One commentator summarizing the film called it 'Southern Gothic,' a genre of macabre portrayal that to my mind emphasizes the weird and the benighted. Crimes of the Heart is anything but that, and it's a long healthy distance away from contemporary Gothic dramas like Letts' Killer Joe and Taylor Mac's HIR. Henley's characters are sweetly sincrere, and they play subtly against the deluded ideal of Southern womanhood: the notion that a woman is fulfilled principally through marriage and that her overriding preoccupation should be charming and ensnaring a man to take care of all her financial and emotional needs.
Each sister is a riff against that ideal.
- Lenny the stay-at-home sister is awkward and reticent, and she turned away from her only beau out of duty toward Old Granddaddy; she's sexually naïve and totally clueless when it comes to the pursuit of a male. Kristin Chiles gives Lenny a deep seriousness without overcoming her essential nature as an uninstructed girl child. This is Lenny's thirtieth birthday, the one that will officially mark her as an old maid.
- Meg embraced the worldly 'bad girl' identity, presumably reveling in her sexuality without becoming a player in the courtship game. This return home will be marked by her revisiting her previous attachment with 'Doc' Porter (Chad Dike), now married and a father. Memory, temptation and disappointment elsewhere lure her. Shannon Embry's Meg is transitional, a figure coming to terms with her own dreams and background.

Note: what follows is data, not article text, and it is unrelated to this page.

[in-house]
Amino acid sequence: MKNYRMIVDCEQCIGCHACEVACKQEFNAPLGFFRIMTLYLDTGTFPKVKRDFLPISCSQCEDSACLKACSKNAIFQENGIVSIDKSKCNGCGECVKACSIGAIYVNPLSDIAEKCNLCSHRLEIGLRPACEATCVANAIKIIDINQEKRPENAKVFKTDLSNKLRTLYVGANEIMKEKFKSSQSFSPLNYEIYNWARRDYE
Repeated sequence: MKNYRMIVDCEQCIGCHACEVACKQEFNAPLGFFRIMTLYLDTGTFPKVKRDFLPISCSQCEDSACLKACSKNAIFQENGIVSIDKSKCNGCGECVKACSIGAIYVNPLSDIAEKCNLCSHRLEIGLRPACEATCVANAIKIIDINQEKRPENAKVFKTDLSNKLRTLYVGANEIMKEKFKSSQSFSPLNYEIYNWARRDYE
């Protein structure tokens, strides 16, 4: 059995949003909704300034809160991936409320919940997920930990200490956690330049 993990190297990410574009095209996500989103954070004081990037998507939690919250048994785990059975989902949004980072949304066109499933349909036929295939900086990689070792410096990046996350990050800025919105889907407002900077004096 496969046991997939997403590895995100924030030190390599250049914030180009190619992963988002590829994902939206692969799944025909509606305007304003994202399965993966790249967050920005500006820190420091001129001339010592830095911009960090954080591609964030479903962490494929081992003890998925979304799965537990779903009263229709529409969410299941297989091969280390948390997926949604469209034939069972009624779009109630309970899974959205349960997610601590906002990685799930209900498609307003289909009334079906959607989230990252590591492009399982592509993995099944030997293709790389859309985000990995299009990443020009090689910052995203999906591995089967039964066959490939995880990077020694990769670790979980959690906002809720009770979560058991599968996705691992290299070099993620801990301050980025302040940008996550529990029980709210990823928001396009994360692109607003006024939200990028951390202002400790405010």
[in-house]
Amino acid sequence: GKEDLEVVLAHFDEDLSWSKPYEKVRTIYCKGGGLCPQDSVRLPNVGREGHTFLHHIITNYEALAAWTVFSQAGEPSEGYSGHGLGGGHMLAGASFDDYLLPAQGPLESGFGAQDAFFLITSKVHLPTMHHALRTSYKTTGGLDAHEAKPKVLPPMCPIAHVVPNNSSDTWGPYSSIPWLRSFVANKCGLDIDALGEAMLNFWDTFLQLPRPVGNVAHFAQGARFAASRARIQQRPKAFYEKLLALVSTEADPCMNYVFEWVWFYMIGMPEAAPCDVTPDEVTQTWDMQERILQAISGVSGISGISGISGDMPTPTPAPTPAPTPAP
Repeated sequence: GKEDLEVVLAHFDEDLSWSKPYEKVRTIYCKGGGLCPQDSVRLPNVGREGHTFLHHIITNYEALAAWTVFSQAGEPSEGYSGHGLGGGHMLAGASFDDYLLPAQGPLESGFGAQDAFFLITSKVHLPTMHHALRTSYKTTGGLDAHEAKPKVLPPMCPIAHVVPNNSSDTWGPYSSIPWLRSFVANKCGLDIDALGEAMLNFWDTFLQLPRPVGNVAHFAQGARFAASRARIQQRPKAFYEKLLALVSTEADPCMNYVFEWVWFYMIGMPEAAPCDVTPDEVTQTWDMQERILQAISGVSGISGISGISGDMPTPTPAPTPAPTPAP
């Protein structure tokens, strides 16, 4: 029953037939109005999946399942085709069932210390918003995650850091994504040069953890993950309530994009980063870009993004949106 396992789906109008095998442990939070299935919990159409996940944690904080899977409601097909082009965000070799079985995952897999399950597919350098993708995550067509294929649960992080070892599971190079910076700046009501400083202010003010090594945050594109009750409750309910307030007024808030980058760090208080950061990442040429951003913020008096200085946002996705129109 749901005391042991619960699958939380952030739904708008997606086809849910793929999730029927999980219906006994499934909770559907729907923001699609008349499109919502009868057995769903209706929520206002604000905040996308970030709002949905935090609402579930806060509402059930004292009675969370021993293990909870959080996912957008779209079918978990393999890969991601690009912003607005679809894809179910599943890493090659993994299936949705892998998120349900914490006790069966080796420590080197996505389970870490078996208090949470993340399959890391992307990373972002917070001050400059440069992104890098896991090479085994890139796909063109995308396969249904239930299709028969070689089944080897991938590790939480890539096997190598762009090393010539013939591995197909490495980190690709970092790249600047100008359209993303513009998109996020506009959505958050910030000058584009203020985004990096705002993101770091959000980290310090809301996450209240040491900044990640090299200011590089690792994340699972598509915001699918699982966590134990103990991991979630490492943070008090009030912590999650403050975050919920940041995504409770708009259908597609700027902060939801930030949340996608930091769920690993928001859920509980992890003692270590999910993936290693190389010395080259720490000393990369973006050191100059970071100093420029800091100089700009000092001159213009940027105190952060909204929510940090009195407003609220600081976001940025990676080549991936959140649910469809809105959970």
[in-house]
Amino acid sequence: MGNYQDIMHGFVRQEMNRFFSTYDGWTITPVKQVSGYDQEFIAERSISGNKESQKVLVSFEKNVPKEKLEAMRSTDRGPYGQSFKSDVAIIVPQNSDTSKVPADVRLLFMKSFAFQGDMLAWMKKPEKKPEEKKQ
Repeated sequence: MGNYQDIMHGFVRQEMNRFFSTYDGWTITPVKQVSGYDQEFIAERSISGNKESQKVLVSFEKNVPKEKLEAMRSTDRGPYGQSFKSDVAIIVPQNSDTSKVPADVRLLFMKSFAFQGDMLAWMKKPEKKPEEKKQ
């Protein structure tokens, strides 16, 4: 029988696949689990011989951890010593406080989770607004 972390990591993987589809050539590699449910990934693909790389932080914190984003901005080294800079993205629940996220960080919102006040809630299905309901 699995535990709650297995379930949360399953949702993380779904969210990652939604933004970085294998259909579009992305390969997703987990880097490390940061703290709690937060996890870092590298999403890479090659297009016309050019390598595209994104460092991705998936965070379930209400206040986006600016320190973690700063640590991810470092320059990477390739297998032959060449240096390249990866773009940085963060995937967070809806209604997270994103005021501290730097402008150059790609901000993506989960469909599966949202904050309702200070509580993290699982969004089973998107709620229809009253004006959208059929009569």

- Hannah Lane Farrell as Babe the renegade 'good wife' is comic because she's in unapologetic rebellion against that matrimonial culture, a bit of a dim bulb, given to infatuations and impulsive transgression. Matt Buzonas as Barnette, the earnest lawyer appointed to defend her, quickly has his hands full. His interest in the case is refreshingly free of sexual overtones. For his own reasons he's seeking to stick it to Babe's now very much estranged husband.
Establishing the base line for Southern female behavior is cousin Chick Boyle, done by Samantha Brewer in full gossiping, reproaching, scandalized and preaching mode. Brewer has a great time being the horrible harridan. One of the epic moments comes in the second act when Lenny takes a broom to her, chasing her out of the place like a great squawking flustered hen.